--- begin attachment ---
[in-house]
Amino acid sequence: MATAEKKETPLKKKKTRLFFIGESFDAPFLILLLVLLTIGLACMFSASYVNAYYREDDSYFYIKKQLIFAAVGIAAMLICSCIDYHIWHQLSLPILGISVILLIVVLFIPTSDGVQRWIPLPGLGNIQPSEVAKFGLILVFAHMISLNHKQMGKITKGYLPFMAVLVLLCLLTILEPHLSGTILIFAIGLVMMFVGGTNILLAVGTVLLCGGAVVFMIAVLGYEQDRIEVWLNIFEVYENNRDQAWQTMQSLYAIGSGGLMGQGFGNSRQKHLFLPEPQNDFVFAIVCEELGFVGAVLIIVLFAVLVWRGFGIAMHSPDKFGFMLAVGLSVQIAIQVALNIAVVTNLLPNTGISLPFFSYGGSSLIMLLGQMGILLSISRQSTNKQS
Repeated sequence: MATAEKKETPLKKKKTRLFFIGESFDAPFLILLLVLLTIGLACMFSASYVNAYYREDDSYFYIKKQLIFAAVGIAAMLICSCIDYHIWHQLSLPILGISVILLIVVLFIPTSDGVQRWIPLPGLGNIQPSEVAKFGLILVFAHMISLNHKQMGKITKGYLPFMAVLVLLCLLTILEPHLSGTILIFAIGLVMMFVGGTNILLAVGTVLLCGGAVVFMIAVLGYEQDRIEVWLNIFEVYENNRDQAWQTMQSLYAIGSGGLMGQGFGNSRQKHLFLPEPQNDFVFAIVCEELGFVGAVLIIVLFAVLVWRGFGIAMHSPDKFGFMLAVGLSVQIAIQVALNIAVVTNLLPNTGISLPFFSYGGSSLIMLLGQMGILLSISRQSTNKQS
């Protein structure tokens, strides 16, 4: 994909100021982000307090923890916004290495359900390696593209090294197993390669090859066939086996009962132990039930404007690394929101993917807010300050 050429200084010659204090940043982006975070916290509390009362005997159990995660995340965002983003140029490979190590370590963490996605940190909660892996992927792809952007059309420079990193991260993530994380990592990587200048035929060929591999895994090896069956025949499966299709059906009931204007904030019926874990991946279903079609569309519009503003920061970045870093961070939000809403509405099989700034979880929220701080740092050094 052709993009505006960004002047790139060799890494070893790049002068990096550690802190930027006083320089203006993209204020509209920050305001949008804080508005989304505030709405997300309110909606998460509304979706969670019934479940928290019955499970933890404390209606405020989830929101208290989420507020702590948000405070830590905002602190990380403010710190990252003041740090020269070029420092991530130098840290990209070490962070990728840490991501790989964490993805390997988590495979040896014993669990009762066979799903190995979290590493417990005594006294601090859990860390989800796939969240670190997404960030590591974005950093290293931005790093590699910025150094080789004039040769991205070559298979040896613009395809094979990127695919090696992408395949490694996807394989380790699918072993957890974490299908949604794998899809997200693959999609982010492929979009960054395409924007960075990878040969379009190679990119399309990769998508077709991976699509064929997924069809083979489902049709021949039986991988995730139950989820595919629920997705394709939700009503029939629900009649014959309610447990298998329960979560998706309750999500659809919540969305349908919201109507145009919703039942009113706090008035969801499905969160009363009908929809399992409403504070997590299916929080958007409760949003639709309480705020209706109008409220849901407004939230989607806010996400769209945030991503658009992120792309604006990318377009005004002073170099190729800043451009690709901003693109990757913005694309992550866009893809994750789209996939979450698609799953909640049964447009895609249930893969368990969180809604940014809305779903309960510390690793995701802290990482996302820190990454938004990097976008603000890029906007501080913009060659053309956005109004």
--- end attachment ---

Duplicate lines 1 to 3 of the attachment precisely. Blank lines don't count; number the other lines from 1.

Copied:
[in-house]
Amino acid sequence: MATAEKKETPLKKKKTRLFFIGESFDAPFLILLLVLLTIGLACMFSASYVNAYYREDDSYFYIKKQLIFAAVGIAAMLICSCIDYHIWHQLSLPILGISVILLIVVLFIPTSDGVQRWIPLPGLGNIQPSEVAKFGLILVFAHMISLNHKQMGKITKGYLPFMAVLVLLCLLTILEPHLSGTILIFAIGLVMMFVGGTNILLAVGTVLLCGGAVVFMIAVLGYEQDRIEVWLNIFEVYENNRDQAWQTMQSLYAIGSGGLMGQGFGNSRQKHLFLPEPQNDFVFAIVCEELGFVGAVLIIVLFAVLVWRGFGIAMHSPDKFGFMLAVGLSVQIAIQVALNIAVVTNLLPNTGISLPFFSYGGSSLIMLLGQMGILLSISRQSTNKQS
Repeated sequence: MATAEKKETPLKKKKTRLFFIGESFDAPFLILLLVLLTIGLACMFSASYVNAYYREDDSYFYIKKQLIFAAVGIAAMLICSCIDYHIWHQLSLPILGISVILLIVVLFIPTSDGVQRWIPLPGLGNIQPSEVAKFGLILVFAHMISLNHKQMGKITKGYLPFMAVLVLLCLLTILEPHLSGTILIFAIGLVMMFVGGTNILLAVGTVLLCGGAVVFMIAVLGYEQDRIEVWLNIFEVYENNRDQAWQTMQSLYAIGSGGLMGQGFGNSRQKHLFLPEPQNDFVFAIVCEELGFVGAVLIIVLFAVLVWRGFGIAMHSPDKFGFMLAVGLSVQIAIQVALNIAVVTNLLPNTGISLPFFSYGGSSLIMLLGQMGILLSISRQSTNKQS